In the depths of the African jungle, Tarzan (Johnny Weissmuller) and his partner Jane (Maureen O'Sullivan) are enjoying a swim with their adopted son Boy (Johnny Sheffield) when their frolicing is halted by the droning sound from above. They look up and see an aeroplane flying overhead, and it seems to be landing nearby; Boy is excited, as he always is by the prospect of seeing a plane, but Tarzan is wary. He goes over to see who these visitors are, and they turn out to be circus owners herding up animals for their show. But what if they took Boy with them as well?
And that's precisely what they do, for this, the final pairing with Weissmuller and O'Sullivan, which alone puts it in a special place in the hearts of Tarzan movie fans. O'Sullivan was growing tired of the series, and this instalment was written expressly to placate her so she got a more grown up storyline and the chance to wear a wardrobe more varied than the one she usually wore in these films, i.e. a short, animal skin dress. It wasn't enough, however, and she would not follow Weissmuller and Sheffield when they carried on to RKO for the rest of the films.
For all the more serious aspects to Tarzan's New York Adventure, it's the comedy you're most likely to remember. First the Ape Man has to get to the Big Apple, and to do so Boy has to be taken away: though he is not kidnapped, as many sources say, no, he goes of his own accord but only because he thinks his adoptive parents have perished in a fire started by a fearsome tribe that sees off the circus folk. Incidentally, the tribe scupper Tarzan by cutting the vine he is swinging from - why didn't anyone think of that before? It never crossed the minds of all those Great White Hunters in previous adventures.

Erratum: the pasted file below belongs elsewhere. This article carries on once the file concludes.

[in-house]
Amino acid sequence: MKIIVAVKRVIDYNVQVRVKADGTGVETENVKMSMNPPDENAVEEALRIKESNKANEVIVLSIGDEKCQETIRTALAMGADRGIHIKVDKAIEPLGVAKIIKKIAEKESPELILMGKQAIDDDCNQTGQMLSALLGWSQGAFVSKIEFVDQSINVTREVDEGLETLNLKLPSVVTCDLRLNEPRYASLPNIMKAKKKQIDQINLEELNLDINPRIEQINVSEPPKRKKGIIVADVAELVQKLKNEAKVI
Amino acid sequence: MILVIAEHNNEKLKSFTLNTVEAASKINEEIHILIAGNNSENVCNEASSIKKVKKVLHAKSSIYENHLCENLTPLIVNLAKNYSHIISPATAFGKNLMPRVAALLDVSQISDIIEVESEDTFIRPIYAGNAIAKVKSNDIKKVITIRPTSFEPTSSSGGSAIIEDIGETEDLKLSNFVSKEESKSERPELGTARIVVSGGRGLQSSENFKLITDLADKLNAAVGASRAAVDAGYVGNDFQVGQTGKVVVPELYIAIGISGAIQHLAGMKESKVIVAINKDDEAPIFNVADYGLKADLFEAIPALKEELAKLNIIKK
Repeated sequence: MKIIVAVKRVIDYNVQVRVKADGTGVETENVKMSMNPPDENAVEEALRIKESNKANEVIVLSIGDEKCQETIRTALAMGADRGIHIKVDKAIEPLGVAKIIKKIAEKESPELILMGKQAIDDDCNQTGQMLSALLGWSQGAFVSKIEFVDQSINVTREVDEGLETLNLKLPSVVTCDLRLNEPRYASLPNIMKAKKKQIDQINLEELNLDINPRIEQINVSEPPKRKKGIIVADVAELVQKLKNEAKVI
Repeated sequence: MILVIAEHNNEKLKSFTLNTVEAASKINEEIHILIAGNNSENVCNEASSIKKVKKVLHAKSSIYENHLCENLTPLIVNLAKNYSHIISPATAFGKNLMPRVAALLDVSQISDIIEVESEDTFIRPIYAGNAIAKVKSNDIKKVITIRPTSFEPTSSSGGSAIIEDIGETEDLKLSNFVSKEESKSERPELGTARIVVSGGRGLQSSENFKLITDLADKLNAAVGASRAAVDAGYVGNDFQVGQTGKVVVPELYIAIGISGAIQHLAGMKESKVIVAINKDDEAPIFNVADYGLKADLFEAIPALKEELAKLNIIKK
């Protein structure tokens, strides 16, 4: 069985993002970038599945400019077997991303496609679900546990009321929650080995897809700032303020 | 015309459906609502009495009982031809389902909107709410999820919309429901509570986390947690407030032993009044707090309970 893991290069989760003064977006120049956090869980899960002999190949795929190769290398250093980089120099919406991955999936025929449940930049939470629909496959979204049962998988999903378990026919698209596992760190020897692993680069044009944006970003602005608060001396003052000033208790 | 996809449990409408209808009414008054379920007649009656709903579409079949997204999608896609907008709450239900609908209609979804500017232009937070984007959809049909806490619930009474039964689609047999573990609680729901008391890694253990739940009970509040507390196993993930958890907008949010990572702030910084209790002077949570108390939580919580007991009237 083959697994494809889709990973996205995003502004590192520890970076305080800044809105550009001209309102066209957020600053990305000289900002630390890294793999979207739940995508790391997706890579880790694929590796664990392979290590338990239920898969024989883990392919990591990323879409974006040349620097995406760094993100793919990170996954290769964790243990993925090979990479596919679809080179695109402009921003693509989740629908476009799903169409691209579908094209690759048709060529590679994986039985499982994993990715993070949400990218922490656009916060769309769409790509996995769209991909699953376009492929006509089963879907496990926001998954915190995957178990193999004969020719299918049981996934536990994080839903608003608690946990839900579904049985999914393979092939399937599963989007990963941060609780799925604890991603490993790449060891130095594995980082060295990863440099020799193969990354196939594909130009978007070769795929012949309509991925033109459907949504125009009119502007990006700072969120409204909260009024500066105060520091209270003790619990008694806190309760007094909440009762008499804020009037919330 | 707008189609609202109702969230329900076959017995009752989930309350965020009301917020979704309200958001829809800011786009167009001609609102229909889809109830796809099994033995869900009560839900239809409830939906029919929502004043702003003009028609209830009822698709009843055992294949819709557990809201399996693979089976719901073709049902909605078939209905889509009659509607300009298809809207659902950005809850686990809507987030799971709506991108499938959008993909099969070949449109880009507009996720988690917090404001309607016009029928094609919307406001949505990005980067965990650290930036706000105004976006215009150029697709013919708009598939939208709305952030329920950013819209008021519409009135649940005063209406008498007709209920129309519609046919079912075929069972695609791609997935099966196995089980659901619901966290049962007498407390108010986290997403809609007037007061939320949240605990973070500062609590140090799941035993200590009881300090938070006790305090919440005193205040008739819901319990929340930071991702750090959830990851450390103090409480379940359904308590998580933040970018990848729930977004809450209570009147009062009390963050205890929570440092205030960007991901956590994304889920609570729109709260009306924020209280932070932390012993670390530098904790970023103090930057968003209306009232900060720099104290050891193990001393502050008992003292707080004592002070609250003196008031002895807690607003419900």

Anyway, off Boy goes, flying to New York, and Tarzan and Jane are saved by Cheeta in the nick of time. Now they must reach the United States, but by the time they get to the city Boy is thirty-three years old! No, only joking, this is the movie world so the couple (with Cheeta) make swift progress across the continent and end up having to wear proper clothes, which for Tarzan is a first. He's such a strapping chap he has to have a suit made for him, and it's strange seeing Weissmuller so attired, even if that is what he undoubtedly would wear in real life.
For a while the film looks like Cheeta's New York Adventure, with the ape getting the lion's share (chimp's share?) of the camera time as he startles the urban folk and causes low level havoc, even riding on the roof of a taxi cab when Tarzan tries to leave him back in the hotel room. But some of the funniest bits of business see Weissmuller taking a shower with his clothes on and yelling with satisfaction, or marching straight up to a nightclub chanteuse (Virginia Grey) as she is singing, demanding answers. He's lots of fun to watch, putting this a notch above some of his other entries, and when he gets to show off his athleticism by, say, diving off the Brooklyn Bridge, you know he is a champion worth cheering for, so even if he has trouble explaining his ideas of freedom to an American court of law, we know he's a triumphant force for good. Music by David Snell.